7.1 Entire Agreement . This Agreement (including all Exhibits referenced or attached to this Agreement) and the Merger Agreement (including all Exhibits referenced or attached to the Merger Agreement) and the other documents and instruments executed in connection herewith and therewith constitute the entire agreement between the Parties with respect to the subject matter of hereof and thereof and supersede all prior written and oral and all contemporaneous oral agreements and understandings with respect to the subject matter hereof and thereof.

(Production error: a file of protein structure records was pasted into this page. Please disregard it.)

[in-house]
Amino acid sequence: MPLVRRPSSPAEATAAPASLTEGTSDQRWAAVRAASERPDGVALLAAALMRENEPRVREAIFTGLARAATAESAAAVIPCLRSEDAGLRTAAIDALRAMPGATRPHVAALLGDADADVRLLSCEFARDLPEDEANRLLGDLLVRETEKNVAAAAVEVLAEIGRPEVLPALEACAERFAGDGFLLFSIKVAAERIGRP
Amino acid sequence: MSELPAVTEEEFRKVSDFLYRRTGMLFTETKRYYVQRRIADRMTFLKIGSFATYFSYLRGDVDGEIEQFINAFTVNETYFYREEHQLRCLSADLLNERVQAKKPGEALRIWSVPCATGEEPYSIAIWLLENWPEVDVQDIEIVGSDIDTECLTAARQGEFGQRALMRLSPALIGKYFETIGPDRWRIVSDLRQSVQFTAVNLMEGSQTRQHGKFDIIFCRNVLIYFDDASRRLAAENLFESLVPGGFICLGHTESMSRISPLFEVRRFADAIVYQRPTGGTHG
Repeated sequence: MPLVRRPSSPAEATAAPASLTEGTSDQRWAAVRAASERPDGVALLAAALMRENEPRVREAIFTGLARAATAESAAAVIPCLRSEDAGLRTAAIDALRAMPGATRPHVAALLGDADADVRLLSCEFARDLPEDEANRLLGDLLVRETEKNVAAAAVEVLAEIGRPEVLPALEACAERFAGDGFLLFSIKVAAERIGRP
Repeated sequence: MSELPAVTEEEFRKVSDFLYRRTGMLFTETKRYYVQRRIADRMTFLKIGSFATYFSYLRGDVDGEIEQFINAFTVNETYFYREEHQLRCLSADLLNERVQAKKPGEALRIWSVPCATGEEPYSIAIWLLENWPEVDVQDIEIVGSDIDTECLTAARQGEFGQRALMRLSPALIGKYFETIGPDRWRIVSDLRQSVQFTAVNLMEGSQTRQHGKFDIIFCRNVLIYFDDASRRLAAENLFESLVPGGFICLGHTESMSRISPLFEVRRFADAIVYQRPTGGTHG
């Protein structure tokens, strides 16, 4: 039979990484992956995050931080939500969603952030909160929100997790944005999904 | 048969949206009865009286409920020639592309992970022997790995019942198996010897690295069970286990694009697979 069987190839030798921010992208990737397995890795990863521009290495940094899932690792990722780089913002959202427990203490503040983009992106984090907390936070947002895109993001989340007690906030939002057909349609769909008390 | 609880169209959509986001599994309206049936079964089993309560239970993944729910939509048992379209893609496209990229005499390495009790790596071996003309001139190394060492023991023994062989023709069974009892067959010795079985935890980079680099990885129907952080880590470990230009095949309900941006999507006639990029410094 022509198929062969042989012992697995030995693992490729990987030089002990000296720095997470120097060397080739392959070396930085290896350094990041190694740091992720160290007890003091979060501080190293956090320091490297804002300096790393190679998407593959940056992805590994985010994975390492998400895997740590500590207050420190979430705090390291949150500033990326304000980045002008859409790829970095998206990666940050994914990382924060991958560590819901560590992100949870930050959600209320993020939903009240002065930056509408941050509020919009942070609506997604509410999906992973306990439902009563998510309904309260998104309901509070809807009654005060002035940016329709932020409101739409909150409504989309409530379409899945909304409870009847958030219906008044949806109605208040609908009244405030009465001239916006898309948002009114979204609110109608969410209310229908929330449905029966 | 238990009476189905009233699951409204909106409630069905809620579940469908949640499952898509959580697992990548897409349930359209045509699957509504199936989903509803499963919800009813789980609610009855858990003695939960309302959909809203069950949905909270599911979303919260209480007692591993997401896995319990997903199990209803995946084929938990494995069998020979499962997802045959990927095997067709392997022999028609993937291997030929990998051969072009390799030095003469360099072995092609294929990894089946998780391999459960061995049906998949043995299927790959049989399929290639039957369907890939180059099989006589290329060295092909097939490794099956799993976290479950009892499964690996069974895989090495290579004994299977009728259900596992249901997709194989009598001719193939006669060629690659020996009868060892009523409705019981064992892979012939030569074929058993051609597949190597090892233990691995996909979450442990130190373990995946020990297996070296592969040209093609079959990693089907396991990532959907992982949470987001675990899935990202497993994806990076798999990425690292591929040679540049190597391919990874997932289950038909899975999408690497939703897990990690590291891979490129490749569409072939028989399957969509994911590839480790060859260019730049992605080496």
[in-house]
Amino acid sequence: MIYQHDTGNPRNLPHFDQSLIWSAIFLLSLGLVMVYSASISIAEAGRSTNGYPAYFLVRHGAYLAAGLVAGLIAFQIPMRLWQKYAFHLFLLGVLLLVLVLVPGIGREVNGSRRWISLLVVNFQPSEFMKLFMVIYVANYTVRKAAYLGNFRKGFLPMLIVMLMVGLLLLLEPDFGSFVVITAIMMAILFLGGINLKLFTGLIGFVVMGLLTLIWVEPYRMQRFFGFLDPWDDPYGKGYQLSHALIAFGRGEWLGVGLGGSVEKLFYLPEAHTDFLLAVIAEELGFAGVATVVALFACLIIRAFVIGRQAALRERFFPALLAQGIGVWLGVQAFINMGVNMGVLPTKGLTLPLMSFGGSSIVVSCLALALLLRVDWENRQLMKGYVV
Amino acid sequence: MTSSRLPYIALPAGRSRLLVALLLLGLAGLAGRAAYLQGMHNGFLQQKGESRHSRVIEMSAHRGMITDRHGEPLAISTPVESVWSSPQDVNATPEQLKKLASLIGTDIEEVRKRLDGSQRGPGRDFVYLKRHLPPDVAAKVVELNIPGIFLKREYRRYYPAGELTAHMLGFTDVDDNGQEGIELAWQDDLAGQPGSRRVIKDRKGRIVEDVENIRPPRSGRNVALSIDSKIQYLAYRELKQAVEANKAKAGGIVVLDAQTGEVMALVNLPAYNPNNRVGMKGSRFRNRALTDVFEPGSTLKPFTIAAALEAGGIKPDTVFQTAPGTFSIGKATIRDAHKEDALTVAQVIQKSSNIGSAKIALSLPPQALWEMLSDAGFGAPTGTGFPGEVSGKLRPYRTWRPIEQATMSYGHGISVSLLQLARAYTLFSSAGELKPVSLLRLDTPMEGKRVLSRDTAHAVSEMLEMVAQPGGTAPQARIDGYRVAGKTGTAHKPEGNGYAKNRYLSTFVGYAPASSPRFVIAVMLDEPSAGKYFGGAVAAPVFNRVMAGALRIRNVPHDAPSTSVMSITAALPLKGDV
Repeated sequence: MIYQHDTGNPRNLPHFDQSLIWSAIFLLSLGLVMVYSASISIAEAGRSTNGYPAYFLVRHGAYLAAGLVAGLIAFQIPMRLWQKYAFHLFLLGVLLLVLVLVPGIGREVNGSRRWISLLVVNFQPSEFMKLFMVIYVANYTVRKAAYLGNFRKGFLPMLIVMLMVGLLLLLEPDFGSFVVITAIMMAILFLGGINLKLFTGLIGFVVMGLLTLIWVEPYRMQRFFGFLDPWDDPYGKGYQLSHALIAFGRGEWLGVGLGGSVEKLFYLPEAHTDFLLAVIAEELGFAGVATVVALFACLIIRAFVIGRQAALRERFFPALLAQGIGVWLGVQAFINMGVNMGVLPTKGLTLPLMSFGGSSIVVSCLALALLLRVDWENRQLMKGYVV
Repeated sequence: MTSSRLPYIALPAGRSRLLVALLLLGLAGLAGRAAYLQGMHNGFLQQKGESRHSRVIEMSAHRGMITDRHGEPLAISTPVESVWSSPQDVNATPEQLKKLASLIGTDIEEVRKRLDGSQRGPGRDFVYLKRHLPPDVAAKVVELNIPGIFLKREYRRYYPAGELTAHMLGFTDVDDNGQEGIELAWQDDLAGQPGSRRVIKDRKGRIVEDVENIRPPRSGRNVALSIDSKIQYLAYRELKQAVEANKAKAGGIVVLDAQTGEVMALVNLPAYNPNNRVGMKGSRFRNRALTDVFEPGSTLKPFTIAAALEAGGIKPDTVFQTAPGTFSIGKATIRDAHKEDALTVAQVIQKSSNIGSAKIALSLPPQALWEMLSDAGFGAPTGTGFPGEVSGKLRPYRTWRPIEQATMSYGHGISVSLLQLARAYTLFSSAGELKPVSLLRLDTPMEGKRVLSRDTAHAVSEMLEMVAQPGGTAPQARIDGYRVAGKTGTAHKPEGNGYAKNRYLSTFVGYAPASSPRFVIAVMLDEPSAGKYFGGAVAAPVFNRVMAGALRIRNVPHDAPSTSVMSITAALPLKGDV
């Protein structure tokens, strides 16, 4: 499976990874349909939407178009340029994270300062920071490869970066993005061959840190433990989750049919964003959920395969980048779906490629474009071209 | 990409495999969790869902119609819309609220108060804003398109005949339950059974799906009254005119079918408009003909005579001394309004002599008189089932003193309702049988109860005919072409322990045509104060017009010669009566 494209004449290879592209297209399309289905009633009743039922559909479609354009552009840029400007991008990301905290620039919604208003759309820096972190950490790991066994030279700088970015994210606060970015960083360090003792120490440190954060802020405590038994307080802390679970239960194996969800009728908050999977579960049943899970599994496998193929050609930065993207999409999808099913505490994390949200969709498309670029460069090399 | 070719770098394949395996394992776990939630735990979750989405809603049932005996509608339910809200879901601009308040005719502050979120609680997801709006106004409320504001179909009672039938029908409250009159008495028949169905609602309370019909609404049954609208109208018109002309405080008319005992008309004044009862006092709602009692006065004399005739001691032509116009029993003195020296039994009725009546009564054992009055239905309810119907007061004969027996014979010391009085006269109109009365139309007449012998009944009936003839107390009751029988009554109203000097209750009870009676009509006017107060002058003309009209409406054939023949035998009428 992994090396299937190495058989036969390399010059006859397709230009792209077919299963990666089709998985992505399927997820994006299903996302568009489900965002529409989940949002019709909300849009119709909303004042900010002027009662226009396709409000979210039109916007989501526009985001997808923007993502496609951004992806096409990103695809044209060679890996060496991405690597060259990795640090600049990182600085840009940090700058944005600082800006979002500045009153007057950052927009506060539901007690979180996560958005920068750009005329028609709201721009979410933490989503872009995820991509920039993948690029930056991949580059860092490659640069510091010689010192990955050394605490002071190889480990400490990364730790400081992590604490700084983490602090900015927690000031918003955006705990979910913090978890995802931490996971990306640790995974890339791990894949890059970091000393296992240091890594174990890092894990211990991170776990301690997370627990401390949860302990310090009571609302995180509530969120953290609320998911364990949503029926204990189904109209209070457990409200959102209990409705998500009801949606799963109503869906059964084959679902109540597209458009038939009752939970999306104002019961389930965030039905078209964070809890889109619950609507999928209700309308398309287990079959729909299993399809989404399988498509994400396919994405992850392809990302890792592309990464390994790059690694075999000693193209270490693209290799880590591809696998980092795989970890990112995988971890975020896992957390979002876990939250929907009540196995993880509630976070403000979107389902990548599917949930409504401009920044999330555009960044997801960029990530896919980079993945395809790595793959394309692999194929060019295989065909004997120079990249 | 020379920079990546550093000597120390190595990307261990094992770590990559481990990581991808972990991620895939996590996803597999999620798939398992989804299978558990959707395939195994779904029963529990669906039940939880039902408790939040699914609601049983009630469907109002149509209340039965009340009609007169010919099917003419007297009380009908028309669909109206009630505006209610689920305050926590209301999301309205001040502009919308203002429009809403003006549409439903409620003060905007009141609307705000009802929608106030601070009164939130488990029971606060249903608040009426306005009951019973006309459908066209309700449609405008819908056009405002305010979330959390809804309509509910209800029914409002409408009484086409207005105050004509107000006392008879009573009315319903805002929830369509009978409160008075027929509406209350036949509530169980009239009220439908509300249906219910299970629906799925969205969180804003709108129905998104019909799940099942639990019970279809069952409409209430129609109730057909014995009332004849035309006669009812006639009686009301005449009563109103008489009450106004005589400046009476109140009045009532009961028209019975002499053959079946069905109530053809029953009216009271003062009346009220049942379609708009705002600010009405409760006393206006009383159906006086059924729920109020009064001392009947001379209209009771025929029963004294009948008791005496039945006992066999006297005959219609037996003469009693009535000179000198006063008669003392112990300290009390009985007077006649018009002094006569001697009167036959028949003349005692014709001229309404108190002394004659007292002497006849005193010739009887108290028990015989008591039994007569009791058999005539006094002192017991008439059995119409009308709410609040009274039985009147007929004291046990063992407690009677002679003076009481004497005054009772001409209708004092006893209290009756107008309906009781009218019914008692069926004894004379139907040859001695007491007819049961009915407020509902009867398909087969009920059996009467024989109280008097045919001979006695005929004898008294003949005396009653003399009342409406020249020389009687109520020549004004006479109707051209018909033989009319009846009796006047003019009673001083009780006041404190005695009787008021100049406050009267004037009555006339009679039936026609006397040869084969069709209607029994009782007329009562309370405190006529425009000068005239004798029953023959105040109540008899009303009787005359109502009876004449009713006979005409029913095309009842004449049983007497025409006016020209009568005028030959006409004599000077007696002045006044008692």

7.2 Relationship Between the Parties . The Parties are “independent contractors,” and nothing in this Agreement is intended and nothing will be construed to allow either Party to exercise control or direction over the manner or method by which the other Party performs its obligations under this Agreement; provided that the Services to be provided under this Agreement will be furnished in a manner consistent with the standards governing such Services and pursuant to the provisions of this Agreement. Each Party understands and agrees that (a) neither Party will withhold on behalf of the other Party any sums for income tax, unemployment insurance, social security or any other withholding pursuant to any law or requirement of any governmental body or make available any of the benefits afforded to its employees, (b) all of such payments, withholdings and benefits, if any, are the sole responsibility of the Party incurring the liability, and (c) each Party will indemnify and hold the other harmless from any and all loss or liability arising with respect to such payments, withholdings and benefits, if any.